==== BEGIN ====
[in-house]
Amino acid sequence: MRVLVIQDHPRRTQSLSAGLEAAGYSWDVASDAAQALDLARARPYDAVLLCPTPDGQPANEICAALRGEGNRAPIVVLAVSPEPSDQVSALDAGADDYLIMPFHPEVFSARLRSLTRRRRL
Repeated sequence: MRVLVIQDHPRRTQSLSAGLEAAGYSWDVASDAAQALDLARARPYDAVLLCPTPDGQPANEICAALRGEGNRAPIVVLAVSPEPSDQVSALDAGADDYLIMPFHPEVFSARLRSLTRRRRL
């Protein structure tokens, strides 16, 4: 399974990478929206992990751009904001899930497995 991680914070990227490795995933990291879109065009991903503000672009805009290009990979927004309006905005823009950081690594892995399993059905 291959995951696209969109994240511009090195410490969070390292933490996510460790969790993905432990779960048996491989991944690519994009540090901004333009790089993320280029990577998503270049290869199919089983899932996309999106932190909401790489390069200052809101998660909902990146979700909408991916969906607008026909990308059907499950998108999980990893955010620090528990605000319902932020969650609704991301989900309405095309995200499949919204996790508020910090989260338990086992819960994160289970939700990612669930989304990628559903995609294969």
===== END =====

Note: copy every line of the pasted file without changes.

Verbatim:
[in-house]
Amino acid sequence: MRVLVIQDHPRRTQSLSAGLEAAGYSWDVASDAAQALDLARARPYDAVLLCPTPDGQPANEICAALRGEGNRAPIVVLAVSPEPSDQVSALDAGADDYLIMPFHPEVFSARLRSLTRRRRL
Repeated sequence: MRVLVIQDHPRRTQSLSAGLEAAGYSWDVASDAAQALDLARARPYDAVLLCPTPDGQPANEICAALRGEGNRAPIVVLAVSPEPSDQVSALDAGADDYLIMPFHPEVFSARLRSLTRRRRL
């Protein structure tokens, strides 16, 4: 399974990478929206992990751009904001899930497995 991680914070990227490795995933990291879109065009991903503000672009805009290009990979927004309006905005823009950081690594892995399993059905 291959995951696209969109994240511009090195410490969070390292933490996510460790969790993905432990779960048996491989991944690519994009540090901004333009790089993320280029990577998503270049290869199919089983899932996309999106932190909401790489390069200052809101998660909902990146979700909408991916969906607008026909990308059907499950998108999980990893955010620090528990605000319902932020969650609704991301989900309405095309995200499949919204996790508020910090989260338990086992819960994160289970939700990612669930989304990628559903995609294969």